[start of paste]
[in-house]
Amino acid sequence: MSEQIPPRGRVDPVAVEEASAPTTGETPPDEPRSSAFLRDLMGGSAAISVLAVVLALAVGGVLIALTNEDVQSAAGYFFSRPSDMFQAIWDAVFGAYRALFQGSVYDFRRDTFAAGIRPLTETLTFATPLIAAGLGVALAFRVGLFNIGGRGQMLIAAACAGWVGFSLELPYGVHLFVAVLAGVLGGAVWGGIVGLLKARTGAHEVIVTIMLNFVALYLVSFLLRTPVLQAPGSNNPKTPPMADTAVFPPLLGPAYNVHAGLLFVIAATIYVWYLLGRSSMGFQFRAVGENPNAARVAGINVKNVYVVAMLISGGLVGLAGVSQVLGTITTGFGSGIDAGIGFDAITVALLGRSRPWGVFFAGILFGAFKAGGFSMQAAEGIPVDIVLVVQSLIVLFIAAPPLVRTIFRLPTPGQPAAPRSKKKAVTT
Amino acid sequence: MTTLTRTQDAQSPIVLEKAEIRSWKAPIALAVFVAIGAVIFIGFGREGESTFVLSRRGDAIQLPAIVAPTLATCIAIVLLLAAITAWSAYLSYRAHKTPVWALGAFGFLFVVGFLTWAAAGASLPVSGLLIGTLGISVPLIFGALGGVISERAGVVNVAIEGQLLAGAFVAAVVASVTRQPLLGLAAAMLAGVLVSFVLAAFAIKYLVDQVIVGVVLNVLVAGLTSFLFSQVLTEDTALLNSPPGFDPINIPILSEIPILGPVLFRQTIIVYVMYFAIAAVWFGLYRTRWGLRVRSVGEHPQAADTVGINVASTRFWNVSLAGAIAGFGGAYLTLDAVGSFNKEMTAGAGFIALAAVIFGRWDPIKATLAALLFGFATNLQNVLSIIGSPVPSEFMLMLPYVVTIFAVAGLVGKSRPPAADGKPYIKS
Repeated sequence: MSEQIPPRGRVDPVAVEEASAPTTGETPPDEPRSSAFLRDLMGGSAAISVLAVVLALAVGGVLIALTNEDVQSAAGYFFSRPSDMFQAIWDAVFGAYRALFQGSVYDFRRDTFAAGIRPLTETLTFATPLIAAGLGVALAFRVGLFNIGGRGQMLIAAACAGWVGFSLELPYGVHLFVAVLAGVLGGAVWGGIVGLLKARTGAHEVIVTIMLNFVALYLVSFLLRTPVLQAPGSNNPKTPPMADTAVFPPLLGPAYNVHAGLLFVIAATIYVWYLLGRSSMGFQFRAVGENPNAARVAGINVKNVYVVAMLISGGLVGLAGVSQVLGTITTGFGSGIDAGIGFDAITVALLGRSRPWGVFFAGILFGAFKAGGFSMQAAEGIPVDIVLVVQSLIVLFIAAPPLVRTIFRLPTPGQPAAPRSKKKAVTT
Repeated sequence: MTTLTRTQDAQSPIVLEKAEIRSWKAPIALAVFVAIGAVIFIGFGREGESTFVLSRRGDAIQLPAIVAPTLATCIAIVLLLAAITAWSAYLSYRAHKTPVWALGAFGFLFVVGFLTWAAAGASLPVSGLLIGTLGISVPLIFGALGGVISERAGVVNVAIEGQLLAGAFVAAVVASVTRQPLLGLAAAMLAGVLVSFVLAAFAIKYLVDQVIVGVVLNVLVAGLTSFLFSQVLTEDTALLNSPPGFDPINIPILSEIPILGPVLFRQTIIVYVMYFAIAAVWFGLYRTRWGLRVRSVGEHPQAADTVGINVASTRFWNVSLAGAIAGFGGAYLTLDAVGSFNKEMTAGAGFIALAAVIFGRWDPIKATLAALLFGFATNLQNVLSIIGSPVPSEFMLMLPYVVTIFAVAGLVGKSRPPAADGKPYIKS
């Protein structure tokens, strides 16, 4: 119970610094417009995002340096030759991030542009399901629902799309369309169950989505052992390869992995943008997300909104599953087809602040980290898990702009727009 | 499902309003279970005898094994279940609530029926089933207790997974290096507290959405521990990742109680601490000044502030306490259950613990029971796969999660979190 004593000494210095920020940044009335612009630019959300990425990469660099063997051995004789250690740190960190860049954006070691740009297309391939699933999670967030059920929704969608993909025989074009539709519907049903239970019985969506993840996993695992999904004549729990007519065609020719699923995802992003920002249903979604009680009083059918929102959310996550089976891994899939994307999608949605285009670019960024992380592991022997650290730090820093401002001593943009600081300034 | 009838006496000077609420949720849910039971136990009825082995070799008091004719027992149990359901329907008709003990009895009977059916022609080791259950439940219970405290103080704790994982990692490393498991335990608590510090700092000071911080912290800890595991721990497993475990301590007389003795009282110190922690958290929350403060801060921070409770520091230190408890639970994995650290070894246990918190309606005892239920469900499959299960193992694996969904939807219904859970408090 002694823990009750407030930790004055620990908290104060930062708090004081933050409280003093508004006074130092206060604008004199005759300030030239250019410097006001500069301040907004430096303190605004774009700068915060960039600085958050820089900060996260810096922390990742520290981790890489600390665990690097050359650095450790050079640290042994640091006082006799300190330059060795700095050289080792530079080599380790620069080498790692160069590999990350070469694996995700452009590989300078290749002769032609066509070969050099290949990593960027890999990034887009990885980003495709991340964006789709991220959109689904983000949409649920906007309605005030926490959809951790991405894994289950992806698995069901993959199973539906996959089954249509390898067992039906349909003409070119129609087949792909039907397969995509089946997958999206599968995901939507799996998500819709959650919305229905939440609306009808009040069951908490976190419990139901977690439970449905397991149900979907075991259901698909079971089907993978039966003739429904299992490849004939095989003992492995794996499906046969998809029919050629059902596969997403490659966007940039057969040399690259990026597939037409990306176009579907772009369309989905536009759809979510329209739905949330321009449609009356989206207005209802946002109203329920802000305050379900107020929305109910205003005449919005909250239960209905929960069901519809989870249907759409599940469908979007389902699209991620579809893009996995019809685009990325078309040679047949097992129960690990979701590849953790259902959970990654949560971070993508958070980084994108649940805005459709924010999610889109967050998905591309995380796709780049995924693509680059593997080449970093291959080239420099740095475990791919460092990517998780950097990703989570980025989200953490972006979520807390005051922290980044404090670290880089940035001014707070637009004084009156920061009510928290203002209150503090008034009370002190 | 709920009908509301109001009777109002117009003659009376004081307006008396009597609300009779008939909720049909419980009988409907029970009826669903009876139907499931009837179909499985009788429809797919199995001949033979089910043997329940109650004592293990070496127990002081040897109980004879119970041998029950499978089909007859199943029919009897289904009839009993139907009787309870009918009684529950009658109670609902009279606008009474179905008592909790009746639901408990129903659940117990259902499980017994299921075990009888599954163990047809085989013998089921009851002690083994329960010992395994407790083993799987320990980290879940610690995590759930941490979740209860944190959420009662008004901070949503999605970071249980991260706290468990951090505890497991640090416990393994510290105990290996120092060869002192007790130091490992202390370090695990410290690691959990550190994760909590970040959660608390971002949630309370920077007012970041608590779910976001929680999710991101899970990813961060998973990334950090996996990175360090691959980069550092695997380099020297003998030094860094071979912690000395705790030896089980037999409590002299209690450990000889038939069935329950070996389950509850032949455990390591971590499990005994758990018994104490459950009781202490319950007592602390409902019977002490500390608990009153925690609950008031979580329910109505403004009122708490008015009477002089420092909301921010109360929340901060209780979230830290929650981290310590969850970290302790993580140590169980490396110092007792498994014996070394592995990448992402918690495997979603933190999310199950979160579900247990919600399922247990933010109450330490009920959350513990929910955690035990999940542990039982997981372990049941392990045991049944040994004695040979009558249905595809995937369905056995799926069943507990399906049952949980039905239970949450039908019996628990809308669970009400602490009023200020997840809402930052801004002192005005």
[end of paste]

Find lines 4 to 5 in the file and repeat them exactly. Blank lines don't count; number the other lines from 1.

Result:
Repeated sequence: MSEQIPPRGRVDPVAVEEASAPTTGETPPDEPRSSAFLRDLMGGSAAISVLAVVLALAVGGVLIALTNEDVQSAAGYFFSRPSDMFQAIWDAVFGAYRALFQGSVYDFRRDTFAAGIRPLTETLTFATPLIAAGLGVALAFRVGLFNIGGRGQMLIAAACAGWVGFSLELPYGVHLFVAVLAGVLGGAVWGGIVGLLKARTGAHEVIVTIMLNFVALYLVSFLLRTPVLQAPGSNNPKTPPMADTAVFPPLLGPAYNVHAGLLFVIAATIYVWYLLGRSSMGFQFRAVGENPNAARVAGINVKNVYVVAMLISGGLVGLAGVSQVLGTITTGFGSGIDAGIGFDAITVALLGRSRPWGVFFAGILFGAFKAGGFSMQAAEGIPVDIVLVVQSLIVLFIAAPPLVRTIFRLPTPGQPAAPRSKKKAVTT
Repeated sequence: MTTLTRTQDAQSPIVLEKAEIRSWKAPIALAVFVAIGAVIFIGFGREGESTFVLSRRGDAIQLPAIVAPTLATCIAIVLLLAAITAWSAYLSYRAHKTPVWALGAFGFLFVVGFLTWAAAGASLPVSGLLIGTLGISVPLIFGALGGVISERAGVVNVAIEGQLLAGAFVAAVVASVTRQPLLGLAAAMLAGVLVSFVLAAFAIKYLVDQVIVGVVLNVLVAGLTSFLFSQVLTEDTALLNSPPGFDPINIPILSEIPILGPVLFRQTIIVYVMYFAIAAVWFGLYRTRWGLRVRSVGEHPQAADTVGINVASTRFWNVSLAGAIAGFGGAYLTLDAVGSFNKEMTAGAGFIALAAVIFGRWDPIKATLAALLFGFATNLQNVLSIIGSPVPSEFMLMLPYVVTIFAVAGLVGKSRPPAADGKPYIKS